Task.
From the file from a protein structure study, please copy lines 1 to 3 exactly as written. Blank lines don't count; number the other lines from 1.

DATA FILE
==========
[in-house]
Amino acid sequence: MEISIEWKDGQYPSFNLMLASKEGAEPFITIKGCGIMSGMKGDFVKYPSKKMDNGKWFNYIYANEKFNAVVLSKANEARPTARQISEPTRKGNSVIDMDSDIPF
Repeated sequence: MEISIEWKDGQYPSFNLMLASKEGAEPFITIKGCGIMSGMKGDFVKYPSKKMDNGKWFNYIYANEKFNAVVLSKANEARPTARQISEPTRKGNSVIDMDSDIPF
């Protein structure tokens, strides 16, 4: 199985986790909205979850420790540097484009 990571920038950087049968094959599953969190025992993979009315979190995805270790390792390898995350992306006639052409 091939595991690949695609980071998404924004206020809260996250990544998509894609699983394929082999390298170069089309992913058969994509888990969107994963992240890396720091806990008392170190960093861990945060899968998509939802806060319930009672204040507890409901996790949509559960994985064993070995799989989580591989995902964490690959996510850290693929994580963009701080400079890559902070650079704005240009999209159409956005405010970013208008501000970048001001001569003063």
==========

[in-house]
Amino acid sequence: MEISIEWKDGQYPSFNLMLASKEGAEPFITIKGCGIMSGMKGDFVKYPSKKMDNGKWFNYIYANEKFNAVVLSKANEARPTARQISEPTRKGNSVIDMDSDIPF
Repeated sequence: MEISIEWKDGQYPSFNLMLASKEGAEPFITIKGCGIMSGMKGDFVKYPSKKMDNGKWFNYIYANEKFNAVVLSKANEARPTARQISEPTRKGNSVIDMDSDIPF